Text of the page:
Are there any authors that attempt to meld two very different genres together? I’ve always wondered why someone has never combined a fantasy world (medieval setting) with the dystopian world. It would be really interesting to read/create a novel that creates the fantasy world (magic, wizards & knights) which was created through a technological downfall…where the magic could be explained through real technology (i.e. technological implants that allow control of the elements).

  • Saighead

    Tom…please! Your interview “technique” is totally exasperating. Let the woman finish her thoughts for us! We’re tuned in to listen the artist, not your attempts to cleverly parse/deconstruct her.
    Geez!

  • AC

    that’s exactly right. kind of like ‘the path to hell is paved with good intentions’. how is it a good invention’s fault its misused?
    like the facial recognition readers on computers, initially born to help learning impaired childern – imagine this software in the wrong hands….
    we need to evolve more….

  • JB

    In fact, the tragedy in Frankenstein that turns the creature to rage is that he comes to realize that his ‘creator’ does not love him.

  • J__o__h__n

    Actually “scientific romance” was the name for the genre at the time Jules Verne and HG Wells were writing science fiction. (I learned that earlier this week when I finally got around to reading Atwood’s In Other Worlds: SF and the Human Imagination.)

  • Crosby1209

    Echoing ‘Saighead’s comment, below, I often get so irritated with Tom’s
    lack of interview etiquette (and humility), I just turn the radio off.
    Tom: Please… have a nice, hot, steaming cup of “Get over yourself”
    from time to time, and let your guests finish their responses to your
    questions WITHOUT interrupting them.

  • Jon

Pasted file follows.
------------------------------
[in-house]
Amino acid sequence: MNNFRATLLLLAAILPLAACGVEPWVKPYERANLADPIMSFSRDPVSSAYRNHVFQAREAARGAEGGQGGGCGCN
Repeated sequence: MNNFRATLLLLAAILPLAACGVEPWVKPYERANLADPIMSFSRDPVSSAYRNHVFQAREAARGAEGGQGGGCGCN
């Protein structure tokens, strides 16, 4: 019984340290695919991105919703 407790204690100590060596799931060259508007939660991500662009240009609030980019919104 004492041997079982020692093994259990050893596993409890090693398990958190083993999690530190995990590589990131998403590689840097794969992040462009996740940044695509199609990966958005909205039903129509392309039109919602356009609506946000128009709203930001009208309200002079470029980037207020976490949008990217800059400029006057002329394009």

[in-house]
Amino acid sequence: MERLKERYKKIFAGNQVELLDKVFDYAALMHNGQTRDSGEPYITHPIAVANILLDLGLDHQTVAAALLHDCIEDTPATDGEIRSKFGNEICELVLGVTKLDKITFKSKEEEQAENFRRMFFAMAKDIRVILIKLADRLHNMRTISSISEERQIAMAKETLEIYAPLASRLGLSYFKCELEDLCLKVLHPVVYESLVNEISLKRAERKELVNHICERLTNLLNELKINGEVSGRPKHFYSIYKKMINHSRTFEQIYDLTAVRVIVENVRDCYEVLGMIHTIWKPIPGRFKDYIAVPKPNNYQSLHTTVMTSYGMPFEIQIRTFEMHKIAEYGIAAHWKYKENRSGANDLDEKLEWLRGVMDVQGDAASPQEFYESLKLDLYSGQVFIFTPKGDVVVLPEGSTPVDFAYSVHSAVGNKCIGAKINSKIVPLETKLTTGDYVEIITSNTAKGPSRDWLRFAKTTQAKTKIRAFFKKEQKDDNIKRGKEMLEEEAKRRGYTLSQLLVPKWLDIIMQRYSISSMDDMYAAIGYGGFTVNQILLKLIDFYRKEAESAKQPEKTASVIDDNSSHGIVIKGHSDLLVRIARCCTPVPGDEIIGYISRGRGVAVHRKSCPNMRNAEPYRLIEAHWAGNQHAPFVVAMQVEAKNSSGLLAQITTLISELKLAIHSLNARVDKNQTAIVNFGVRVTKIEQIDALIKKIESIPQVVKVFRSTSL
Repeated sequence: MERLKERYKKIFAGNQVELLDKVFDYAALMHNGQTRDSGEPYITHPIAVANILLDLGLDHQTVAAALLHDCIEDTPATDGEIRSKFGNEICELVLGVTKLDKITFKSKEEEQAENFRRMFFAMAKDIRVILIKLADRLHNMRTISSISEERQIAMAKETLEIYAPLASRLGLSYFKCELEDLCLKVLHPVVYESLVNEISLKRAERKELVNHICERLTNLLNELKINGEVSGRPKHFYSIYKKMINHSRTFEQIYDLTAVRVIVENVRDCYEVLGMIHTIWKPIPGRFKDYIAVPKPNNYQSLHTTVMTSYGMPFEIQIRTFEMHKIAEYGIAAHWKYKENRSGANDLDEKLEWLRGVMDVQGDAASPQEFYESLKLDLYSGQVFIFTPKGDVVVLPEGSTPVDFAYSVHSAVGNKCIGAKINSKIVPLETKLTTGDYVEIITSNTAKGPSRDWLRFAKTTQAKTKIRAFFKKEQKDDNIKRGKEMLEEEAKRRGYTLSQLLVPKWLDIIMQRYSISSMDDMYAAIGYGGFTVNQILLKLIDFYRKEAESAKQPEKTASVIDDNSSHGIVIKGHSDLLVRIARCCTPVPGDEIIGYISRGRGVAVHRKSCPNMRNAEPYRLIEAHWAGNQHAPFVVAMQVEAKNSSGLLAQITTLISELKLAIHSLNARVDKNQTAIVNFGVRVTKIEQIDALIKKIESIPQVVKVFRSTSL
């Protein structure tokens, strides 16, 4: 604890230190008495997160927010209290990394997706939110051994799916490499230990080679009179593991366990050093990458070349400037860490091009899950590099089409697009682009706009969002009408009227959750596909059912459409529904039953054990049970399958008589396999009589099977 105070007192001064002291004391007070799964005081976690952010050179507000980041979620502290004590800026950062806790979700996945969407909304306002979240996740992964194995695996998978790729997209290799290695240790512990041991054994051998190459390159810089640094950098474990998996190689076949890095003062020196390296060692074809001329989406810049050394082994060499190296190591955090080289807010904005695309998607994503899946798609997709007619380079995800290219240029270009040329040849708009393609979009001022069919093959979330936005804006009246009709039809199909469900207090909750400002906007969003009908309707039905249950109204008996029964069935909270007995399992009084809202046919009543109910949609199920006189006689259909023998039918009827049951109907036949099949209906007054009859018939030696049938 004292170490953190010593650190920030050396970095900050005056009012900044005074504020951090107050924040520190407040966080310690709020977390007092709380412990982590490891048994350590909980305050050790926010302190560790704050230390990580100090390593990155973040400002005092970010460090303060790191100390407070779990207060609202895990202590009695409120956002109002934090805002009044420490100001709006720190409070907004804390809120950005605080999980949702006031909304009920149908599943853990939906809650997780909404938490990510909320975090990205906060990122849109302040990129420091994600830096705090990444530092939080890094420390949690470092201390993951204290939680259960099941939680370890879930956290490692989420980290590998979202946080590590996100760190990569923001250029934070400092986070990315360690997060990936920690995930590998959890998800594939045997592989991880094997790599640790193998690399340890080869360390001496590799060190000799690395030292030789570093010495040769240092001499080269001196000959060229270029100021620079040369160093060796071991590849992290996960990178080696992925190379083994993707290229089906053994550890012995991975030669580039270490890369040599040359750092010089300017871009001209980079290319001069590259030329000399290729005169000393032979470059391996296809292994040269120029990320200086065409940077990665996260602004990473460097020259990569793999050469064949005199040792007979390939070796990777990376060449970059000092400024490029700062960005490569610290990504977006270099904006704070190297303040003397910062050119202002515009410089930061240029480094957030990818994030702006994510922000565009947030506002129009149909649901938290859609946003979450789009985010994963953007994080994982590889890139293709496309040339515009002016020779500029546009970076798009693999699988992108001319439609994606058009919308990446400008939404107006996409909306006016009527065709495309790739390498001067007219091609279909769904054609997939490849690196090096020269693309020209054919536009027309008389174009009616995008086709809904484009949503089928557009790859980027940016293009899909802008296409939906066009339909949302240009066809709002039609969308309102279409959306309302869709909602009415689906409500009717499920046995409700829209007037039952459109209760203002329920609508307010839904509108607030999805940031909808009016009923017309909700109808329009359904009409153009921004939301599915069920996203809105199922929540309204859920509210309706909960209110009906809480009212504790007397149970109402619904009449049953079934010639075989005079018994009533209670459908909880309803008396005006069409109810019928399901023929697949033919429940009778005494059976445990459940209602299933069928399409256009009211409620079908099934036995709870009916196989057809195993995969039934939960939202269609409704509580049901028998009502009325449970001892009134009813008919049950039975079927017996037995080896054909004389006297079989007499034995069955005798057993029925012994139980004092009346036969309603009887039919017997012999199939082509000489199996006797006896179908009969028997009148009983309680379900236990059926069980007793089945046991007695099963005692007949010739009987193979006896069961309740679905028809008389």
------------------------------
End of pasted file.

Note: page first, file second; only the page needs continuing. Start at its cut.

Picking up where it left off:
can any Americans think out of the Bible box?

  • Wm_James_from_Missouri

    I have never heard anyone flip a phrase, or reword a callers word(s) so quickly. I mean this in a positive sense. Mr. Ashbrook, is usually able to reveal the very essence of what a caller is trying to get across.

  • fun bobby

    really?

  • fun bobby

    its a Canadian thing you would not understand

  • TuckerThaTruckr

    Despite all the complaints, I’m glad the show devoted an hour to this book series and the questions it raises. It wasn’t Tom’s finest hour, but Mrs Atwood didn’t seem to understand that not every comment has to be a question. There is such a thing as a discussion rather than a Q&A.

  • Eva Robertson

    I have to say the exchange about quality over quantity of sex was just priceless . . . . and then Tom hemming and hawing his way into admiration of the creator’s preference for everyone eating leaves . . . . had me on the floor laughing. This was a battle of the sexes conducted in a civilized fashion but pretty much reflective of the not-so-pretty battles I’ve had with many a boyfriend and now my spouse over the years . . . . I have to wonder if the repeated interruptions that many of the commenters have noted stemmed from a less than benign desire (despite the always benign tone) to get the better of Margaret?

  • donald

    Disappointed that Atwood did not discuss her masterpiece, The Handmaid’s Tale.

  • Brad dayag

    I have always like reading left wing, humanity snuff fantasies.

  • JDB

    Well, I listened to the interview twice, and it was even more apparent to me on the second pass that Ms. Atwood attempted to dodge nearly every substantive question put to her for the first half of the show. Tom’s diligence, focus and attention showed not only his knowledge of the specific themes in her work, but a deep curiosity and appreciation for her genuine thoughts. As the interviewee, it was Atwood’s opportunity to respond directly to a knowledgeable and interested party, but she kept trying to divert and avoid. As the interviewer, it was Tom’s role to keep the program “On Point”. And as a listener, I was (and am, still) impressed.

  • Regular_Listener

    Great show! Ms. Atwood is a terrific guest (and not the first time she has been on OP, if I remember correctly). It is fascinating to hear her discussing her writing, ideas, and influences. And it was fun to hear both her and Tom enjoying themselves as well.

  • NewtonWhale

    I didn’t see that coming.